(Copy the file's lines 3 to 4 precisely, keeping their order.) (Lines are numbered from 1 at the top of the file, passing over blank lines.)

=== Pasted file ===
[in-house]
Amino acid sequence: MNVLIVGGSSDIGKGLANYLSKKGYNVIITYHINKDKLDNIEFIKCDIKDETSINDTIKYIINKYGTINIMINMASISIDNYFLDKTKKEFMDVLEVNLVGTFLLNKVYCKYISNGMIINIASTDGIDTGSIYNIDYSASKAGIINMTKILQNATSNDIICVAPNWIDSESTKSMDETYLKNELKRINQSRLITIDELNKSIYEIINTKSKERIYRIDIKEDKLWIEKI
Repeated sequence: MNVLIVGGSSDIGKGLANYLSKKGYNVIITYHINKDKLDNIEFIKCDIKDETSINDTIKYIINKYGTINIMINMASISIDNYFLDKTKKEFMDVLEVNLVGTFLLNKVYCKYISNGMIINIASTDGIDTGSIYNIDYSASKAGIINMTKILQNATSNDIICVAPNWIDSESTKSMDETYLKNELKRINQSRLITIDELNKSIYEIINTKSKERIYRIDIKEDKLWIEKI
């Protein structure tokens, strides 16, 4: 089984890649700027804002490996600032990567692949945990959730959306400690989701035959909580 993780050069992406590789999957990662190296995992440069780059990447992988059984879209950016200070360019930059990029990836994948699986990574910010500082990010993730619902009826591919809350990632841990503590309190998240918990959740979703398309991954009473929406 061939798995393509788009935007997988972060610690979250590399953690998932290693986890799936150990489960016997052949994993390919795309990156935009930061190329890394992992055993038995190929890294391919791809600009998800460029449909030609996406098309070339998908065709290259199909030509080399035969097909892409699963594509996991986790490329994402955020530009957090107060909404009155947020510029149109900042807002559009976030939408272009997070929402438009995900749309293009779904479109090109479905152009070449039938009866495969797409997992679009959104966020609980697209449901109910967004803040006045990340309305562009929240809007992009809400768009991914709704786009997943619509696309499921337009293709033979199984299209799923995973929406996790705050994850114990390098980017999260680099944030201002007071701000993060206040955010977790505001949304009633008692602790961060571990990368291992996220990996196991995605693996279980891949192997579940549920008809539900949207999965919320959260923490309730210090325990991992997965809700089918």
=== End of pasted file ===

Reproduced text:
Repeated sequence: MNVLIVGGSSDIGKGLANYLSKKGYNVIITYHINKDKLDNIEFIKCDIKDETSINDTIKYIINKYGTINIMINMASISIDNYFLDKTKKEFMDVLEVNLVGTFLLNKVYCKYISNGMIINIASTDGIDTGSIYNIDYSASKAGIINMTKILQNATSNDIICVAPNWIDSESTKSMDETYLKNELKRINQSRLITIDELNKSIYEIINTKSKERIYRIDIKEDKLWIEKI
């Protein structure tokens, strides 16, 4: 089984890649700027804002490996600032990567692949945990959730959306400690989701035959909580 993780050069992406590789999957990662190296995992440069780059990447992988059984879209950016200070360019930059990029990836994948699986990574910010500082990010993730619902009826591919809350990632841990503590309190998240918990959740979703398309991954009473929406 061939798995393509788009935007997988972060610690979250590399953690998932290693986890799936150990489960016997052949994993390919795309990156935009930061190329890394992992055993038995190929890294391919791809600009998800460029449909030609996406098309070339998908065709290259199909030509080399035969097909892409699963594509996991986790490329994402955020530009957090107060909404009155947020510029149109900042807002559009976030939408272009997070929402438009995900749309293009779904479109090109479905152009070449039938009866495969797409997992679009959104966020609980697209449901109910967004803040006045990340309305562009929240809007992009809400768009991914709704786009997943619509696309499921337009293709033979199984299209799923995973929406996790705050994850114990390098980017999260680099944030201002007071701000993060206040955010977790505001949304009633008692602790961060571990990368291992996220990996196991995605693996279980891949192997579940549920008809539900949207999965919320959260923490309730210090325990991992997965809700089918």